• [2-3- to B-trees], more height-balanced trees for implementing lookup tables. The B-tree is important in data-bases.
 Prac 2/3 test data: Do also test your program on data other than from gen2.c, including but not limited to  e.g.  1, 2, 3, ..., 1000000  and  1000000, 999999, ..., 3, 2, 1. There is at least one solution "floating around" which is fast on random data (which is good) but slow (O(M×N)) on ascending or descending data (i.e. not perfect). It is not possible to set a hard and fast time-limit such as 11.7 seconds, say, because speed will vary with processor, cache, memory, disc, load, etc.. What is more important is the trend when M and/or N are doubled etc..

### Week 7 starts Monday 18 April [prac3(A)NB out of 12] [tute3]

• [String searching] -- naive-algorithm worst-case O(|txt|×|pat|)-time; Rabin's algorithm almost always O(|txt|)-time (but O(|txt|×|pat|) in worst case); Boyer-Moore algorithm on average O(|txt|/|pat|)-time (if |pat|<<|alphabet|) and O(|txt|) in the worst case. [demo]  It is easy to see that given a single pat[] to search for in a txt[], in general every character of txt[] must be examined, so O(|txt|) is a lower bound on the worst-case time-complexity of an algorithm for the problem; B-M actually achieves this and in practice it often becomes even faster the longer pat[] is! (We will see later that one can do better if there are many searches on the one txt[].) (NB. Re the B-M algorithm, 'sets' of a bounded enumerated type, such as chars, can be implemented by bit-maps and the set operations (intersection, union & membership) then take O(1)-time.)
• [Graphs], directed and undirected, weighted and unweighted, sparse and dense, examples from road maps (or web pages, or electrical circuits, or pipe networks, or air routes, or...)  [continued...

### Week 8 starts Tuesday 26 April

• ...continued]. (Note that adjacency matrices are efficient for representing dense graphs and adjacency lists are efficient for sparse graphs.)
[Path problems]: Dijkstra's 'single-source shortest paths' (SSSP) algorithm for weighted directed graphs and Warshall's 'transitive closure' (TC, connectedness) algorithm for unweighted (or weighted) directed graphs; continued...
 Dijkstra's: Source vertex vi. 'done' is a set of vertices. Initially done={vi}. Invariant (Inv): Algorithm has a tree of shortest paths from source vi to other vertices in done, and also knows all shortest paths of the form {vi, ..., vk, vu} where vi to vk are in done and vu is in V-done. Repeatedly, add to done the vertex, vc, that is in V-done and is closest to the source. Keep Inv true. [Not examinable: This algorithm often "reappears" to e.g. format text, find an optimal (compression) code for binomial data, segment time-series, and fit polygons.]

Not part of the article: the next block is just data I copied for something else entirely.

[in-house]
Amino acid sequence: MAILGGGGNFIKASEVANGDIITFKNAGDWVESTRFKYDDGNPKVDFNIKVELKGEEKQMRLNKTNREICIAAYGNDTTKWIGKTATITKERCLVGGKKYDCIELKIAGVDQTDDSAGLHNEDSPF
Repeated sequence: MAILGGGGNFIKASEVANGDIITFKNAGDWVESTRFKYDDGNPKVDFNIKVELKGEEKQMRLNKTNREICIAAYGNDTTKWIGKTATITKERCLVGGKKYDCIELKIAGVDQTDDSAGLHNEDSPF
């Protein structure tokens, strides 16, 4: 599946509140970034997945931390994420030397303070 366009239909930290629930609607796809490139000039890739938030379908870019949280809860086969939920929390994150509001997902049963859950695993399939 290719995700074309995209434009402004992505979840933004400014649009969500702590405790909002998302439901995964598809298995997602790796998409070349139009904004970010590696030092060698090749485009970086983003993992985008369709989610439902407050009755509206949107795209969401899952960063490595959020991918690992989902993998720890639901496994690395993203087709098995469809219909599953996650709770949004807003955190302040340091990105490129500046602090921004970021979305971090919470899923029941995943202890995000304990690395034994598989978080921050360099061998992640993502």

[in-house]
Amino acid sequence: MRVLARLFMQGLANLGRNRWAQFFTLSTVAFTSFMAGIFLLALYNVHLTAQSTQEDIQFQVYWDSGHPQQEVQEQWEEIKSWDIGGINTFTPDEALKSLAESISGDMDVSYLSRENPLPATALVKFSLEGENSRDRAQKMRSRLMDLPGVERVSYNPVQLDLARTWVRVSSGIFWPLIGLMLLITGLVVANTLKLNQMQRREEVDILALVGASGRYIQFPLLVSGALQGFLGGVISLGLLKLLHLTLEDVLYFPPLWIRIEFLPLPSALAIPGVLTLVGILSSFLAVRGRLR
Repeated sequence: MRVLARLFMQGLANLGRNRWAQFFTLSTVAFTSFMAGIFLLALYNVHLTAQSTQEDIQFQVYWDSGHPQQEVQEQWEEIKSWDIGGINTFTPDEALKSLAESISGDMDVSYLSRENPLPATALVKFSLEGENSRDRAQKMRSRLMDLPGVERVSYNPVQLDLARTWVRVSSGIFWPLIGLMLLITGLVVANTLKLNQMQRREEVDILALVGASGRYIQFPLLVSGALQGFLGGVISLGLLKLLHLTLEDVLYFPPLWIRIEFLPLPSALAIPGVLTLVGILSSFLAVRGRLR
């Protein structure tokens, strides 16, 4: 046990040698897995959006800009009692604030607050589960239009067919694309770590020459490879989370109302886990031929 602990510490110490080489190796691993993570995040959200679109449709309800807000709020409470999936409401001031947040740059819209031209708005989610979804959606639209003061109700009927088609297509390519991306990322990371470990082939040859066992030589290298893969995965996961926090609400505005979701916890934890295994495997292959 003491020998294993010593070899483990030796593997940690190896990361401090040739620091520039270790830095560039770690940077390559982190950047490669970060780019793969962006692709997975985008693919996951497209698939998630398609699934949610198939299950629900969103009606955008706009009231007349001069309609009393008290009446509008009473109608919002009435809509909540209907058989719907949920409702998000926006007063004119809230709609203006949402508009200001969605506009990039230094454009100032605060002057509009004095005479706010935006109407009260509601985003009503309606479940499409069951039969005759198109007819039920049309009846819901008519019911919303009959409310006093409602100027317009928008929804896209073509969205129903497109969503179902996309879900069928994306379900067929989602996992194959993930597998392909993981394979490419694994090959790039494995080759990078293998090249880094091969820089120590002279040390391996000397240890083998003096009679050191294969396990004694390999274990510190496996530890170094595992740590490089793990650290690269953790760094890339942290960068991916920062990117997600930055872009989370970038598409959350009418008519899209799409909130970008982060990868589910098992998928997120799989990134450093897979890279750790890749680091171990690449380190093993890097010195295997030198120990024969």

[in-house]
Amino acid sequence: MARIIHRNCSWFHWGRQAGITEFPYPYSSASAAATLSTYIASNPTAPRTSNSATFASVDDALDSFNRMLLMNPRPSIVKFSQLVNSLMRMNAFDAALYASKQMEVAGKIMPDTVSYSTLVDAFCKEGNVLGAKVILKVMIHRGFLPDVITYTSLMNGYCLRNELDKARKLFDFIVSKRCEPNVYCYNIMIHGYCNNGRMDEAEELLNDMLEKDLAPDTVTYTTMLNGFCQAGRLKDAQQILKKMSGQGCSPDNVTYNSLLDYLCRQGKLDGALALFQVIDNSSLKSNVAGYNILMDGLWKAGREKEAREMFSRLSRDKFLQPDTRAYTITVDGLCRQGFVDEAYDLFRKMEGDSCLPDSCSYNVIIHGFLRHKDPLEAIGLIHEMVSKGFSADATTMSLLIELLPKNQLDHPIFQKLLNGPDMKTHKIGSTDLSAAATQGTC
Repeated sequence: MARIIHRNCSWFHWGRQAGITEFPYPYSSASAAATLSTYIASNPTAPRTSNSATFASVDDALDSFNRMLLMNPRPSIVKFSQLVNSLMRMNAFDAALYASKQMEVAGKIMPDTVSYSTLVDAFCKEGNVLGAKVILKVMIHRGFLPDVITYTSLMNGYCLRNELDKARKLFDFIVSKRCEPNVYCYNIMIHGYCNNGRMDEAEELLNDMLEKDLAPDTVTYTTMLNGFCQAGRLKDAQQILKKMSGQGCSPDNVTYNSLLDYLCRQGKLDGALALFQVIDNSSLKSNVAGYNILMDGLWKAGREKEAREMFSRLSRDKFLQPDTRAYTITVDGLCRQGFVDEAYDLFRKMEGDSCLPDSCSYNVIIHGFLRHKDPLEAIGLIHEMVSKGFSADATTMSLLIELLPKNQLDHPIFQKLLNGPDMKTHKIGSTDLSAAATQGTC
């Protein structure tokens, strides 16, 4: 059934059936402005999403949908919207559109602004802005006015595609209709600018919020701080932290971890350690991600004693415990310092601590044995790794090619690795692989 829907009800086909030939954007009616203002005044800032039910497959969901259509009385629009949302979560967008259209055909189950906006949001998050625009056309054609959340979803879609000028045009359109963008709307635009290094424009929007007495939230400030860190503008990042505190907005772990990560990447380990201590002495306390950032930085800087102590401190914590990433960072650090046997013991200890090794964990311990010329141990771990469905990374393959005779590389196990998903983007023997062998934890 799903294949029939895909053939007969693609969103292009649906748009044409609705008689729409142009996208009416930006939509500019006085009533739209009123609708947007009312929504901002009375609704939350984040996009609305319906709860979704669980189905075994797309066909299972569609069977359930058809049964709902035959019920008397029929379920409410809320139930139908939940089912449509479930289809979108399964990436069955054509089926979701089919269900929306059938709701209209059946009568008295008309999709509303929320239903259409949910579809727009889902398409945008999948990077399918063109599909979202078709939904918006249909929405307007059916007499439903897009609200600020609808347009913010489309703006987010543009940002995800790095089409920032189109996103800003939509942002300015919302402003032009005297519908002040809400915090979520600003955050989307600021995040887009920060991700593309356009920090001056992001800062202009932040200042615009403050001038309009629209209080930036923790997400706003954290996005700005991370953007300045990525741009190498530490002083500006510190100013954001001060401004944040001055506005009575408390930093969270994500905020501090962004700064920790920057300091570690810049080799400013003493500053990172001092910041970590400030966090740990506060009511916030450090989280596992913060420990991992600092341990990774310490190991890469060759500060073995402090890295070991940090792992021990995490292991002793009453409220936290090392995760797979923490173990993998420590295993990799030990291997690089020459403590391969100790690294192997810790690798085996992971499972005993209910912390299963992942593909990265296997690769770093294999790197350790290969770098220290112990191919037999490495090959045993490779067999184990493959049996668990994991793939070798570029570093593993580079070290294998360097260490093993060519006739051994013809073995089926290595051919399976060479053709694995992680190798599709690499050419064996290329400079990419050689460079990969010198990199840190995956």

• ...Floyd's all-pairs shortest paths (APSP) algorithm. Note the similarities and differences between Warshall's TC algorithm and Floyd's APSP algorithm.
[MST], minumum spanning trees, Prim's algorithm. Note the similarities and differences between Dijkstra's SSSP algorithm and Prim's MST algorithm.

### Week 9 starts Monday 2 May [prac3(B)NB out of 12] [tute3]

• [MST], Kruskal's algorithm, worst-case O(|E|.log|E|)-time, i.e. beats Prim's algorithm on sparse (|E|<<|V|2) graphs but not on dense graphs. Kruskal's algorithm also provides another application of a priority queue / heap (lecture 5).
• [DAGs] - Directed Acyclic Graphs are an important special kind of graph. DAGs are rather like trees, indeed we saw a DAG used to represent common sub-expressions in lecture 2, and depth-first traversal of a DAG is useful, e.g. for the topological-sort (T-S) problem and the critical-path (C-P) problem; the latter problem is on vertex-weighted DAGs. (Note that a T-S algorithm can work either from sources to sinks, or from sinks back towards sources. Ditto for a C-P algorithm.)

### Week 10 starts Monday 9 May [prac4(A)] correction, [tute4]

 Revision: There are past exam papers, notes, & tutorial questions under "past years" on the unit's [home page]. Also see "prequisite knowledge" and the FAQ.
• [Suffix tree]. Logically this topic goes with tries, PATRICIAs (lecture 11) and string search (lecture 13) but it was held over so that we could cover graphs before prac4/5. Note what is examinable about suffix trees, and what is not. Use the demo., and you might prefer Woolloomooloo to Mississippi.
• Discussed solutions to prac2/3(A) can be solved in O(N+M.log(N))-time and (B) in O(N.log(N)+M)-time; Q4.1 and Q4.3 tute 1 are relevant to seeing this. There were many interesting solutions submitted that are fast for uniform random data but not for correlated data, e.g. 0,1,2,3,...,N-1 (or noisy correlated data) when they typically run in O(M*N)-time. And |j-i| being small causes problems for some submitted solutions. Generalise a solution to arbitrary N and M; don't have hard-coded constants or limits. It is important to test your program well, to find "nasty" cases for your code that makes it crash, give wrong results or run inefficiently (that is 1/2-way to fixing the problem).

 ``` 0.0 0 1 1 0 0 1 1... ---------------------- 1/5 = 101 ) 1.0 0 0 0 0 0 0 0... 1 0 1 ----- 1 1 0 0 1 0 1 ----- 1 1 etc. ``` Check: 1/510 = 0.(0011).2 = 3/16 + 3/(16)2 +... (geom.series) = 3*(1/(1-1/16) - 1) = 3/15 = 1/5

### Week 11 starts Monday 16 May [prac4(B)] [tute4]

• [Numerical], floating-point computation and the problems of limited accuracy. Babbage's difference engine had (has) 30 decimal places of accuracy (>90 binary); most modern computers have only about 6 (float) or 16 (double) decimal places. Many values, e.g. 1/3 and 1/5, cannot be represented exactly in fixed-length floating-point. Numerical errors can build up during a computation. If 1.0=1.0-delta, it can be that delta>0!  [Continued...
• ...integration] by rectangle, trapezoidal and Simpson's rules.
 Recursion ~ self reference. Recursion does not need named self-reference; it can be effected with the fixed-point operator Y (Y does not refer to itself & neither do G, g, or F, but g is applied to itself), also in SML and Algol68 -- not examinable.

### Week 12 starts Monday 23 May [prac5(A)] [tute5]

 Revision: There are past exam papers, including notes, and tutorial questions under "past years" on the unit's [home page]. Also see "prequisite knowledge" and the FAQ. And [help-room] timetable s1 2005 -- consultation.

### Week 13 starts Monday 30 May [prac5(B)] [tute5]

2005 © L. Allison, Schoo1 of Computer Science and Software Engineering, Monash University, Australia 38OO.